Marc Ribot

Silent Movies

by John Garratt

24 October 2010

Two years ago, Marc Ribot's "rock" band gave us one of the best albums of the year. Now he can claim 2010 with his (almost) solo disc of film music.
 
cover art

Marc Ribot

Silent Movies

(Pi)
US: 28 Sep 2010
UK: 20 Sep 2010

In a world positively overstuffed with guitarists, Marc Ribot stands out. It’s not necessarily because of his technical abilities, but because he can squeeze more feeling out of the three notes that make up “Hot Cross Buns” than most young hotshots can out of a complicated Bach fugue. It’s been a long career for Ribot—over 20 years as a solo artist at this point, and deriving longevity from simplicity is no game for weaklings. This is why a solo (re: no band) offering from Marc Ribot is such a welcome thing: it shows an already brilliant musician in an even more brilliant setting.

Silent Movies drops two years after Ribot one-two punched us all in 2008 with Exercises in Futility and Party Intellectuals. The former, released on John Zorn’s Tzadik label, took the idea of solo acoustic guitar to an abstract, atonal breaking point, while the latter was the debut album for his first “rock” band, Ceramic Dog. Silent Movies, meanwhile, is pure, melodic solo guitar with just a twist of weird, courtesy of Keefus Ciancia’s soundscapes. Heavy on atmospherics and light on histrionics, this has got to be one of Ribot’s best recordings.

In the liner notes, Marc writes “This is an album of film music: some were pieces originally composed for movie scores, others for films I turned down but found myself writing for anyway, still others for projects that never existed outside of my head”. By keeping the context nice and vague, we can only guess which of these numbers are from “real” scores, and which are set to imaginary films. The only specific indication that we get is Ribot explaining that he performed live music for a screening of Charlie Chaplin’s The Kid earlier in the year. The track “The Kid” is a wonder unto itself, overflowing with harmonic tricks and a safely syncopated vamp that keeps the piece from committing to neither jazz nor contemporary folk, yet casting reverent glances to both. And it’s something that can hummed.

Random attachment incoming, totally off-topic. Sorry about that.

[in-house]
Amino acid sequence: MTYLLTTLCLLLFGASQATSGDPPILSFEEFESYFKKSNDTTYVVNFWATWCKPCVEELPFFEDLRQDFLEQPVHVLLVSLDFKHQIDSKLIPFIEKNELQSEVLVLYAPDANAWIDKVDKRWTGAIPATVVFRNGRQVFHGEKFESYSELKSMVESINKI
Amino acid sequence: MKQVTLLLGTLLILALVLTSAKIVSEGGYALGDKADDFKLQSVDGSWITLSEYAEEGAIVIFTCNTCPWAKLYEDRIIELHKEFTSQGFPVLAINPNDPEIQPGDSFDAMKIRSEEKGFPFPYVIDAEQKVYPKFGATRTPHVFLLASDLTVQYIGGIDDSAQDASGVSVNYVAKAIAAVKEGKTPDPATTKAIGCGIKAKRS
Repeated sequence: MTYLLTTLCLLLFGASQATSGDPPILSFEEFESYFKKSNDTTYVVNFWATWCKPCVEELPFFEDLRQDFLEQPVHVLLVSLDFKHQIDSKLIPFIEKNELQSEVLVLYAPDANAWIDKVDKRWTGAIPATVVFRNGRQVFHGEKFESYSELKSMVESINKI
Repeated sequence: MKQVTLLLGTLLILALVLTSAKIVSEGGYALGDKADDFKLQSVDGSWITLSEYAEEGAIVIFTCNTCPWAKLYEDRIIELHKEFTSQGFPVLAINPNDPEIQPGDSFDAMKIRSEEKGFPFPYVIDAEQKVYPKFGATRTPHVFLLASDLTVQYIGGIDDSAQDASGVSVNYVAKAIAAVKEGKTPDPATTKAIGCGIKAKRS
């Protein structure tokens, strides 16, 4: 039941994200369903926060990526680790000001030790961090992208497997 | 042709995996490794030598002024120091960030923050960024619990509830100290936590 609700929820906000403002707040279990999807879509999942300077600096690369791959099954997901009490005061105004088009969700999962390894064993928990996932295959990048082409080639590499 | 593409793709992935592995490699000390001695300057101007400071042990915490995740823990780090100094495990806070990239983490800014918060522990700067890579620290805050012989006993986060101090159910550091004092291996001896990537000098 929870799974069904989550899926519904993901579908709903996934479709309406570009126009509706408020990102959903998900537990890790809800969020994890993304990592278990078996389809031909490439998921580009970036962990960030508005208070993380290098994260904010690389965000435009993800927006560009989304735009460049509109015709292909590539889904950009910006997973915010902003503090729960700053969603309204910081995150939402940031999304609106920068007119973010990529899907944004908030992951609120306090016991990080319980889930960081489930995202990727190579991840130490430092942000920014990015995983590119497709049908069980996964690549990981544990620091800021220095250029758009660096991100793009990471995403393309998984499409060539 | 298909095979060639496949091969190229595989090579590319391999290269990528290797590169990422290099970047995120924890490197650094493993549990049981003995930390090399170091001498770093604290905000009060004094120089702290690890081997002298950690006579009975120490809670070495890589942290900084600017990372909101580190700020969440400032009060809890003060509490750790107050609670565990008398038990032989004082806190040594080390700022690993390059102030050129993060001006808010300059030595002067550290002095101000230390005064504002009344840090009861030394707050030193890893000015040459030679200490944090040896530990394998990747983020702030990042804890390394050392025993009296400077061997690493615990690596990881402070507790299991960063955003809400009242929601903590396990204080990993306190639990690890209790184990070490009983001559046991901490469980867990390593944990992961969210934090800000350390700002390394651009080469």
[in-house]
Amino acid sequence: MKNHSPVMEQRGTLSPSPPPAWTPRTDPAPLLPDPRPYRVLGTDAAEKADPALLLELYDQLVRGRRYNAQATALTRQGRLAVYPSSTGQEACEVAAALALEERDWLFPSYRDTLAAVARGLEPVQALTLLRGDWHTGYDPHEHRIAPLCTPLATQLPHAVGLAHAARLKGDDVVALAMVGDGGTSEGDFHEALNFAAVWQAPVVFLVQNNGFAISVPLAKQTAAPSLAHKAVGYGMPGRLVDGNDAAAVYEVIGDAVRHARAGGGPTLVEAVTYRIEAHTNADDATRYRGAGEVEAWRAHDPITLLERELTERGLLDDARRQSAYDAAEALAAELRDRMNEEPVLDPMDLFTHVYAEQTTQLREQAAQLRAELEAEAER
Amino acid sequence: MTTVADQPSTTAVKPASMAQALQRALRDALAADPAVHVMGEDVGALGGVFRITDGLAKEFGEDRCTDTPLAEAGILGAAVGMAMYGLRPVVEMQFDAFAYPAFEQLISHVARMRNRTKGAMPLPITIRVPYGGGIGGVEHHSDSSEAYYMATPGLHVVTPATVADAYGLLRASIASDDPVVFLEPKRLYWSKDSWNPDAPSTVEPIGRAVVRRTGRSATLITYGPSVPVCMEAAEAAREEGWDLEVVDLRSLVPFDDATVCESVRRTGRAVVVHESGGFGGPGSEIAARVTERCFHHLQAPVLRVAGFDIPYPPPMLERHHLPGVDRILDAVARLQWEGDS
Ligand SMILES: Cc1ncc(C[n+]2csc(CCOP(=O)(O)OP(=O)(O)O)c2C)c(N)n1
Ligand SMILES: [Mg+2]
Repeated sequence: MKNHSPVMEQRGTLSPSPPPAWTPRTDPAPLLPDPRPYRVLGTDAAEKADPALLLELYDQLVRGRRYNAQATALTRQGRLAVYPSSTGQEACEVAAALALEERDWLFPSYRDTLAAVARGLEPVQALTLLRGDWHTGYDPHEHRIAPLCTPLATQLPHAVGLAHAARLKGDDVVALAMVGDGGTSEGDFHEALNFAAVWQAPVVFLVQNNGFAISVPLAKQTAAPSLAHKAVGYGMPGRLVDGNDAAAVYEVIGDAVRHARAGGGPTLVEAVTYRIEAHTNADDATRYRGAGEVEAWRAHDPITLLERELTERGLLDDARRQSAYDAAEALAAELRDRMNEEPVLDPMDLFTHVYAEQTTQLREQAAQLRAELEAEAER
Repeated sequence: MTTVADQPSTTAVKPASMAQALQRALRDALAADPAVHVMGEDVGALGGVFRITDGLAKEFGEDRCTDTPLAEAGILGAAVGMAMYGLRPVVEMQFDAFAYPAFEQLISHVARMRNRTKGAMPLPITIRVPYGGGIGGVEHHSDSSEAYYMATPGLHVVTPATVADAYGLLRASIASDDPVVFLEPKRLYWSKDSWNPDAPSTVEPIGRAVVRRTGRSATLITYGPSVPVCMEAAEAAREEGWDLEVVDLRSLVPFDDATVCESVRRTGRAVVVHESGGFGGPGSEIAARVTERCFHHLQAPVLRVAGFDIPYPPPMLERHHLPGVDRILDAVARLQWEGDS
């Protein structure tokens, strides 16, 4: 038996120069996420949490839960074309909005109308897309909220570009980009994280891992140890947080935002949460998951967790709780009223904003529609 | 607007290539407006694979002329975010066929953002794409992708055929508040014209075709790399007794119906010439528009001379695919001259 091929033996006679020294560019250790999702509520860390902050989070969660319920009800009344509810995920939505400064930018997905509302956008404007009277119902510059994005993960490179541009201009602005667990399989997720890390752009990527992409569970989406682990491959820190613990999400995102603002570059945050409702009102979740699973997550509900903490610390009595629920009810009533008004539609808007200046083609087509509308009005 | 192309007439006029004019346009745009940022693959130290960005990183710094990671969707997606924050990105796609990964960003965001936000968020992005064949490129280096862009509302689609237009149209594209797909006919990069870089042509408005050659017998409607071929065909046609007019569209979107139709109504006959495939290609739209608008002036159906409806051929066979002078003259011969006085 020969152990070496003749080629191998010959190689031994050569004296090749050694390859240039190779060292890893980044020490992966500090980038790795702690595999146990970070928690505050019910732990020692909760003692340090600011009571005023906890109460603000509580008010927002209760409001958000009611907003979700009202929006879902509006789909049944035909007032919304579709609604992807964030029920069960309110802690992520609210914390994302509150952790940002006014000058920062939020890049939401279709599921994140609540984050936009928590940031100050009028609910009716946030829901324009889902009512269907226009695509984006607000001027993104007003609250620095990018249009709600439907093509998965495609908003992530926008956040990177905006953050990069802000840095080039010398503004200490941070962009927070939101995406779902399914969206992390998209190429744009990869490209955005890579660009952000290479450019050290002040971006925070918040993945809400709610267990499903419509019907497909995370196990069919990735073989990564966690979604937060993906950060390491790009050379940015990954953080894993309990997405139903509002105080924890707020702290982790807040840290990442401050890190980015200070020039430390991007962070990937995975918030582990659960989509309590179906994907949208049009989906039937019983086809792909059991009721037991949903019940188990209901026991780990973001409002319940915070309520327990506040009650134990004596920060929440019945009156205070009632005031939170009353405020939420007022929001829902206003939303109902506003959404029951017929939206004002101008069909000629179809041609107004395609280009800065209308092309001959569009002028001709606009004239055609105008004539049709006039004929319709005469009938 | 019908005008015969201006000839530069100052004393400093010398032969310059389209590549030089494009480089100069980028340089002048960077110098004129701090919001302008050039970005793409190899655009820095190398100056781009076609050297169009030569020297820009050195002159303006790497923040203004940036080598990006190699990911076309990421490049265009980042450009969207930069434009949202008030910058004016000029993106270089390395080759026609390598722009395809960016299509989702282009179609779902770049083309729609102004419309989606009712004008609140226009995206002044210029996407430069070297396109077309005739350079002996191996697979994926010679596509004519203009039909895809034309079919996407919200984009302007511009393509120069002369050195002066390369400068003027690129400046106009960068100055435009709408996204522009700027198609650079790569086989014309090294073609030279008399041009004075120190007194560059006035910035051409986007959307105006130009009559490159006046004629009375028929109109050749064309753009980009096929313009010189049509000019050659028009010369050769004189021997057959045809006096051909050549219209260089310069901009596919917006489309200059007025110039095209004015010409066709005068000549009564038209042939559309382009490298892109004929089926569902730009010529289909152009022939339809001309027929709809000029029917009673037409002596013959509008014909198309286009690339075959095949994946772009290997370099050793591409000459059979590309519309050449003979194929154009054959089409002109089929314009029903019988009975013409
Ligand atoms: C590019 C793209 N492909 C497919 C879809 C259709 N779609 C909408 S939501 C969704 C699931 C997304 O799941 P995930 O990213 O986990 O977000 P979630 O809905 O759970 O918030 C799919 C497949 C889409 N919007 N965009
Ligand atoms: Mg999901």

Considering these 13 tracks were recorded in three days with few overdubs, Marc Ribot does an exceptional job of sustaining mood. “Bateau” gets a repeat performance from Party Intellectuals, predictably stripped of the random background noise that almost reduced the song to being a shiny apple unseen in the pumpkin patch. On Silent Movies though, it is marvelous in its self-accompaniment. “Radio” is definitely the closest Ribot comes to sounding like a canned soundtrack to an old silent film on the album, most likely the use of a certain microphone or filter on his guitar. The introduction to “Natalia In E Flat” could be the furthest he gets from the silent film mystique, just barely controlling the feedback and string noise on his guitar. “Postcards from N.Y.” and “Requiem for a Revolution” both take a different approach altogether, letting Ciancia’s effects set the scene before Ribot steps into the center of the sound with his unassuming yet affecting compositions. When it comes to “Solaris”, I can only assume it relates to the films based on Stanislaw Lem’s science fiction novel. I’ve read the book and watched both film versions, and trying to match Ribot’s tense finger rolls to interplanetary scientists puzzling over their personified pasts is a stretch for me.

But like that matters. Silent Movies is able to take all of the disparate descriptions above and press them into one unifying album. Marc Ribot really ought to have the opportunity to score films more often, because the results can be breathtaking.

Silent Movies

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